Do you know the stories your people are telling? Do you know not only their value, but their values? Every level of organization has separate values: a nation, a business, a team, an individual. If you know their values, it will be easy to help them see their own stories in the larger story you’re telling together.

“Sure,” you might say, “I can show a key player how his individual story weaves into the big picture. But there are some people–interns, new hires, people from other departments or other companies–who tend to see their roles as small and interchangeable. And they are,” you may even say, “because they don’t have the specialization or depth of involvement to create unique value.”

There are two roles in Hamlet that are so famously insignificant and interchangeable that Tom Stoppard wrote a play about how insignificant and interchangeable they are: Hamlet’s friends, Rosencrantz and Guildenstern.

These two characters have no distinguishing features and serve only to move the plot forward. The actors could easily clock in and check out. But a good director doesn’t ignore even the smallest part, particularly if she already has star players locking down the major roles. The flavor of the end product can be disproportionately affected by these seemingly insignificant roles.

Ultimately it comes down to the same objective: Even these small, interchangeable players have to see what they do as the integral, project-defining work that it is. Losing even the least significant roles confuses and degrades the end product.

Could you have a successful product without it? Of course–it happens all the time. I’ve seen successful projects with much more significant roles that were poorly executed. But attention to the least of your team members, and the ability to integrate their stories seamlessly into the final product, is what separates a passable director from a great leader. Learning the individual stories of each of your players, and weaving each of them into the whole, can take a project that is unlikely to even be finished and turn it into an incredible success.

Living the Myth

Once you have your founding myth, what do you do with it? You can’t exactly distribute an epic poem to your people. Do you have to update your internal training materials?

Fortunately, this isn’t necessary. Most of ancient Rome couldn’t even read, but that didn’t mean they didn’t identify themselves with the founding story of Romulus and Remus.

Your founding myth will become the centerpoint of your shared identity, but it should become a story your people tell intuitively, not because they’ve memorized it off a sheet of paper. Many cultures tell their myths through holidays and religious practices–but another way of looking at it is that the myth is told through the activities that establish the culture’s identity. What activities that establish your organization’s identity?

If your response is, “Almost everything my organization does,” you’re starting to get the idea. The story is told every time two or more people assemble in the name of the organization. So the challenging process is not in telling the story at all, but in changing the story that’s being told.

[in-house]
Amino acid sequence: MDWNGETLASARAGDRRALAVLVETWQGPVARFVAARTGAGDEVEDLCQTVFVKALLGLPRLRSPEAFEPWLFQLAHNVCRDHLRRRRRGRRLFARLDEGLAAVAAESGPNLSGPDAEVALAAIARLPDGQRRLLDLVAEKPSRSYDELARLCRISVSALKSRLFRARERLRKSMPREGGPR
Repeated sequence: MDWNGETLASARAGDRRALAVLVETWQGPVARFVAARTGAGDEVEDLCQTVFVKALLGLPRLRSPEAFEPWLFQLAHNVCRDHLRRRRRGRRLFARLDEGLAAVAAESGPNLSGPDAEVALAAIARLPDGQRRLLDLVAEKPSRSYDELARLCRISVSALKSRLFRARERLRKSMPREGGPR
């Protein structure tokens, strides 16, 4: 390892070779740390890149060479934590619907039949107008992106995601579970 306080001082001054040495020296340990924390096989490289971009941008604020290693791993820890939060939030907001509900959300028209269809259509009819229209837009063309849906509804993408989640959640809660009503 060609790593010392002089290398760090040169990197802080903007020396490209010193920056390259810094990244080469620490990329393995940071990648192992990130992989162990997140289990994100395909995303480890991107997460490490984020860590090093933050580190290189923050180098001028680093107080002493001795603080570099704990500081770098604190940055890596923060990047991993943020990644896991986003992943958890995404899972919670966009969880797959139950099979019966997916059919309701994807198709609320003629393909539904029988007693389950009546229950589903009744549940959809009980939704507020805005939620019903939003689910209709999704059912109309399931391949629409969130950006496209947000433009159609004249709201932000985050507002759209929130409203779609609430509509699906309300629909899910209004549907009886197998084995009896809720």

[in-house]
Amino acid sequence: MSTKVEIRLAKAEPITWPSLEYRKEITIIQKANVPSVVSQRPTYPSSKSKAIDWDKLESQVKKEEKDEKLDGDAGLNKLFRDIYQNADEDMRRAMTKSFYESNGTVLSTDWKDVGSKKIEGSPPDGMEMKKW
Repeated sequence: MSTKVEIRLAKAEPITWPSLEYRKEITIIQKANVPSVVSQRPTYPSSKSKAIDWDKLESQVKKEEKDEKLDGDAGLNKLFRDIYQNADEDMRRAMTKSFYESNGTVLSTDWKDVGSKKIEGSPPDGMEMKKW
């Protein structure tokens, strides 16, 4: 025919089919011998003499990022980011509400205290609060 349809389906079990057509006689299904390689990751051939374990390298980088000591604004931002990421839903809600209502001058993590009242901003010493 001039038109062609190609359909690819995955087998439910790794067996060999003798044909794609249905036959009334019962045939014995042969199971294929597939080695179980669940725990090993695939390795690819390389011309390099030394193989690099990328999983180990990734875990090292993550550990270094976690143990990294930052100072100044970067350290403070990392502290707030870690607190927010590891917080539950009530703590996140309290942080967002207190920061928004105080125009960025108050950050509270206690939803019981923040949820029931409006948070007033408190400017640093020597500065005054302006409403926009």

1. Believe the myth. Have you created something you believe, or is it something you wish were true? If it’s the latter, you’d better head back to the drawing board. There has never been a story that existed outside of a human mind. The founding myth must be believed into existence–by way of its influence over actions and motivations. But the founding myth is not magic. It will help to guide decisions and create community, and it will help the culture of your organization to hold together and move in the same direction. But it will only work if it’s based in reality, and it is genuinely believed by the people in the organization. Belief starts with you.
  2. Share your beliefs. If you believe the myth, you will find it working itself into your everyday language. The ideas and beliefs will be embodied in your presentations, your conversations, the way you lead your meetings. You will reference your shared past, call upon your shared values, and look forward to your shared destiny, sure as a Pentecostal preacher on a Sunday morning.
  3. Pay attention to the response. How your people receive and react to the story you’re telling will indicate changes you may need to make. You may have blind spots where the facts as you see them don’t match up with the experience of others, and have to revise your myth. You may have pain points where you will have to change the way your organization operates in order to align with your myth. Do people disagree with the conclusions you reach? Do you experience resistance to initiatives? Do people seem like they’re going through the motions without really understanding the purpose? If your myth is told well and aligns with what everyone is doing, your people will act with purpose; if your myth isn’t aligned with reality, your people will be annoyed at being asked to keep up a compulsory fiction.